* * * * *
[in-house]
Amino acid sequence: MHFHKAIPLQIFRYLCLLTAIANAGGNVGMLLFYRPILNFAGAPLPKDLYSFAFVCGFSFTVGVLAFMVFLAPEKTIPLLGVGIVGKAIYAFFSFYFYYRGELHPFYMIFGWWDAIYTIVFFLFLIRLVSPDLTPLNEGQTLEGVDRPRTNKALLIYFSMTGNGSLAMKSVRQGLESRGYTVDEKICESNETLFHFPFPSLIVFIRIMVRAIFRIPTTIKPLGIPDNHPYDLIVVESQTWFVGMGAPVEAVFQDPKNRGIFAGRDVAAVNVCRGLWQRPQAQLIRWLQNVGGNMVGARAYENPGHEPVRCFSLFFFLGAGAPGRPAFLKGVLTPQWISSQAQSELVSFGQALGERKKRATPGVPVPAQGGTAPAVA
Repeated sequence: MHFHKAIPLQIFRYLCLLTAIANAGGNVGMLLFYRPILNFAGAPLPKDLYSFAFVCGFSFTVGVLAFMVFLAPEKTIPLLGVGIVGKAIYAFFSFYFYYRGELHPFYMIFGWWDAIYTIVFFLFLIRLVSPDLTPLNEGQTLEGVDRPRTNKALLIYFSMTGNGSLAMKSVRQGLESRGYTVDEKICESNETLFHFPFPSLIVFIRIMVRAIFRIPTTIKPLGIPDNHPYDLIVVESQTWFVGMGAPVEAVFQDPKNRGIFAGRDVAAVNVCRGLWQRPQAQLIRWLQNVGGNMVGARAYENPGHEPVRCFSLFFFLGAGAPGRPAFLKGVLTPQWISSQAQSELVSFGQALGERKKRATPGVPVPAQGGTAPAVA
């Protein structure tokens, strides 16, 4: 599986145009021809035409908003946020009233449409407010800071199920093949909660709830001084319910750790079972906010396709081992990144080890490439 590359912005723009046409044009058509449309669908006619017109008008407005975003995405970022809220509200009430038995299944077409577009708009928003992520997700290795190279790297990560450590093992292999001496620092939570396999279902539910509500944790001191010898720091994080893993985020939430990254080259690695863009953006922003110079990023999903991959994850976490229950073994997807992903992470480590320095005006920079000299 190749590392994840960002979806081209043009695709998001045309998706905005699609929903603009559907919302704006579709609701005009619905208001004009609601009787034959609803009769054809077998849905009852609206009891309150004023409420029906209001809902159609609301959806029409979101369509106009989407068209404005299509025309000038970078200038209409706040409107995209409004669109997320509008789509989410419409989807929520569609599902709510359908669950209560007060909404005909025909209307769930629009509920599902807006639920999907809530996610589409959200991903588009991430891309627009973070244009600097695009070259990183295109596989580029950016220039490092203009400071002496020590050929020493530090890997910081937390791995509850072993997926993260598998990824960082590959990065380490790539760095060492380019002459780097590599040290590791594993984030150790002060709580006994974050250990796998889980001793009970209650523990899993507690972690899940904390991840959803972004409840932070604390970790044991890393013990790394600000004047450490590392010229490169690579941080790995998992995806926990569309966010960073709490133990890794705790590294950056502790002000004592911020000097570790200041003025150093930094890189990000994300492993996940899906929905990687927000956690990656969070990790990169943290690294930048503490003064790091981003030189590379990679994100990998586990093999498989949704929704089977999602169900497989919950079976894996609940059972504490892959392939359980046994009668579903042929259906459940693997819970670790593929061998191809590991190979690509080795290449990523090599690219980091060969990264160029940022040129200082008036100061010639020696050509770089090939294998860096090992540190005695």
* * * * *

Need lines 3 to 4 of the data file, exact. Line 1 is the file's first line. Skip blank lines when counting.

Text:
Repeated sequence: MHFHKAIPLQIFRYLCLLTAIANAGGNVGMLLFYRPILNFAGAPLPKDLYSFAFVCGFSFTVGVLAFMVFLAPEKTIPLLGVGIVGKAIYAFFSFYFYYRGELHPFYMIFGWWDAIYTIVFFLFLIRLVSPDLTPLNEGQTLEGVDRPRTNKALLIYFSMTGNGSLAMKSVRQGLESRGYTVDEKICESNETLFHFPFPSLIVFIRIMVRAIFRIPTTIKPLGIPDNHPYDLIVVESQTWFVGMGAPVEAVFQDPKNRGIFAGRDVAAVNVCRGLWQRPQAQLIRWLQNVGGNMVGARAYENPGHEPVRCFSLFFFLGAGAPGRPAFLKGVLTPQWISSQAQSELVSFGQALGERKKRATPGVPVPAQGGTAPAVA
């Protein structure tokens, strides 16, 4: 599986145009021809035409908003946020009233449409407010800071199920093949909660709830001084319910750790079972906010396709081992990144080890490439 590359912005723009046409044009058509449309669908006619017109008008407005975003995405970022809220509200009430038995299944077409577009708009928003992520997700290795190279790297990560450590093992292999001496620092939570396999279902539910509500944790001191010898720091994080893993985020939430990254080259690695863009953006922003110079990023999903991959994850976490229950073994997807992903992470480590320095005006920079000299 190749590392994840960002979806081209043009695709998001045309998706905005699609929903603009559907919302704006579709609701005009619905208001004009609601009787034959609803009769054809077998849905009852609206009891309150004023409420029906209001809902159609609301959806029409979101369509106009989407068209404005299509025309000038970078200038209409706040409107995209409004669109997320509008789509989410419409989807929520569609599902709510359908669950209560007060909404005909025909209307769930629009509920599902807006639920999907809530996610589409959200991903588009991430891309627009973070244009600097695009070259990183295109596989580029950016220039490092203009400071002496020590050929020493530090890997910081937390791995509850072993997926993260598998990824960082590959990065380490790539760095060492380019002459780097590599040290590791594993984030150790002060709580006994974050250990796998889980001793009970209650523990899993507690972690899940904390991840959803972004409840932070604390970790044991890393013990790394600000004047450490590392010229490169690579941080790995998992995806926990569309966010960073709490133990890794705790590294950056502790002000004592911020000097570790200041003025150093930094890189990000994300492993996940899906929905990687927000956690990656969070990790990169943290690294930048503490003064790091981003030189590379990679994100990998586990093999498989949704929704089977999602169900497989919950079976894996609940059972504490892959392939359980046994009668579903042929259906459940693997819970670790593929061998191809590991190979690509080795290449990523090599690219980091060969990264160029940022040129200082008036100061010639020696050509770089090939294998860096090992540190005695």